One business bright spot of the coronavirus pandemic has been skyrocketing use of telehealth as patients stayed home and out of doctor offices, benefiting virtual care firms like Teladoc.
The boom has rippled out to makers of remote patient monitoring and wearables like continuous glucose monitors and insulin pumps, where devices are utilized to either deliver basic care or monitor patients and collect data. And while the explosion in use is likely to stabilize, experts say the healthcare landscape will be permanently changed post-pandemic.
Diabetes players Dexcom and Insulet both projected business growth and market expansion for this year during presentations at the J.P. Morgan healthcare conference.
While both companies are smaller than device industry leaders like Abbott or Medtronic, which have diabetes products of their own, Wall Street analysts are bullish on their prospects.
Capturing growth in CGM markets
Remote patient monitoring has been one of the top telehealth offshoots to see substantial growth amid the shift to virtual care, and Dexcom has performed well over this time. The CGM company’s stock price has grown by about 53% in the last 12 months, jumping from $235.06 to $362.55.
CEO Kevin Sayer said that the fourth quarter of 2020 is expected to be one of the company’s best quarters ever despite the pandemic’s hit across the U.S. and global economies. Dexcom projects revenue will land in a range of $2.21 billion to $2.31 billion in 2021, representing growth of between 15-20%,
One major shift for the company has been selling its CGMs primarily through the pharmacy rather than through a durable medical equipment channel. The change in strategy drops the price of devices, but revenue can be made up with increased volumes.
Dexcom’s goal is to ultimately have a mix of about 75% pharmacy sales, a mark it expects to hit by the end of this year. Analysts said that while there are revenue headwinds due to the shift, the company should ultimately fare better once those initial challenges are worked through.
As well as expanding penetration of the intensive insulin therapy, Type 1 and Type 2 intensive U.S. markets — all of which are under 50% penetrated, according to the company — Dexcom plans to expand to the Type 2 non-intensive market and expects a swell of growth in this space over the coming years.
"When this market goes, it’s going to explode," Sayer said.
Dexcom will also launch its G7 CGM system in 2021; although, Sayer did not give a specific timeline during the conference or a recent investor day.
Analysts were positive about Dexcom’s future, saying that 2021 guidance is likely conservative. William Blair analysts wrote that the company’s stock price is currently trading at 12 times their 2022 revenue targets.
But the analysts also highlighted competition from heavyweights like Abbott and Medtronic, noting both are "remain heavily invested in the space and can impact DexCom's growth by taking market share of existing or new patients into the CGM market."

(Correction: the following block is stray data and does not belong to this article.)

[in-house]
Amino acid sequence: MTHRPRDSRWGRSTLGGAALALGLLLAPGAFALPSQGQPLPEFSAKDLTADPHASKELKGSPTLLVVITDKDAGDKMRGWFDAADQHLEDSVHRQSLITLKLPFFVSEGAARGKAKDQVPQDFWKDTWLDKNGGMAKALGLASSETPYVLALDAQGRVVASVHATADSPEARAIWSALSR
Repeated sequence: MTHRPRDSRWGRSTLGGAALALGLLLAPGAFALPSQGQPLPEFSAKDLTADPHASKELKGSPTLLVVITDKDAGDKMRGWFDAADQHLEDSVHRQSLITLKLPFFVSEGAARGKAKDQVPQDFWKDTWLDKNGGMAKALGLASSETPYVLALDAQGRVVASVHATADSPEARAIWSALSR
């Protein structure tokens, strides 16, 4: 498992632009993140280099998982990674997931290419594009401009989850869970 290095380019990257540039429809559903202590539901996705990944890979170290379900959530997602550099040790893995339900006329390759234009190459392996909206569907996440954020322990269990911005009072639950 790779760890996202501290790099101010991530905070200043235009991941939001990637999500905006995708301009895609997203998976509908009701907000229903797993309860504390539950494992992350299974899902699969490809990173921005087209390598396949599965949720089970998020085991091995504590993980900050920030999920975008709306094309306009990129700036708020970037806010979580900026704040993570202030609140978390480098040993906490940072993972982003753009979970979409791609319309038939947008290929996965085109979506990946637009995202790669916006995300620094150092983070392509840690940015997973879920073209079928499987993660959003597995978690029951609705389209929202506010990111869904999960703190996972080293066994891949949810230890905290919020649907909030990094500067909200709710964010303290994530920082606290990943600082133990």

Rival Abbott has also expects growth for the company’s FreeStyle Libre CGM products, which have been a revenue driver for the company.
CEO Robert Ford said during his conference presentation that Libre had a "spectacular year," driven by the company's focus on lower costs that appeal to the mass market as opposed to a costly product and more niche-market approach.
And while the U.S. launch of FreeStyle Libre 2 is just about four months old, Abbott is already planning for a launch of Libre 3. The new product’s success should come by its lower cost, which “has historically been a selling point over competitor devices” like Dexcom, J.P. Morgan analysts wrote.
Modernizing insulin delivery
Insulet, which sells the wearable insulin pump Omnipod, similarly saw a boost in business as patients further embraced virtual care. The company ended 2020 on a high note, with expectations that revenue will grow by over 20% for the fifth straight year.
CEO Shacey Petrovic said that the company benefited from patients looking to digital-based systems throughout the pandemic, a trend she expects to continue.
Much like Dexcom’s focus on under-penetrated markets for diabetes and CGMs, Petrovic said that the company’s success will be in expanding into new countries and further tapping under-penetrated markets.
In the company's current markets alone — the U.S., Canada, Israel and about a dozen countries across Europe — there are between 10 to 11 million potential patients able to use Omnipod, according to the CEO. Petrovic said that the potential also lies in the fact that about 95% of insulin-dependent patients require multiple, daily insulin injections.
"What we are doing is really growing the overall category as opposed to taking share from the smaller conventional insulin pump market," Petrovic argued. "Eighty percent of our new users previously were multiple daily injection users, and most of them would not have come to pump therapy if not for Omni pod."
The company did not provide specific 2021 guidance, but Petrovic said Insulet plans a product launch of its Omnipod 5 in the first half of the year. J.P. Morgan analyst Robbie Marcus wrote that the Omnipod 5 would be "one of the most meaningful product launches in the company’s history."
After expanding into five new countries last year, Insulet plans to expand to Turkey and Australia in 2021 and launch its Omnipod Dash system in Canada next week, according to the CEO. Insulet also has market expansion capability in the years to come.
"We should continue to see launches in new countries further out across APAC, Eastern Europe, and the Middle East, and if these go well, this sets the company up well for beats in the out years," Marcus wrote, picking Insulet as a top small-cap company to watch in 2021.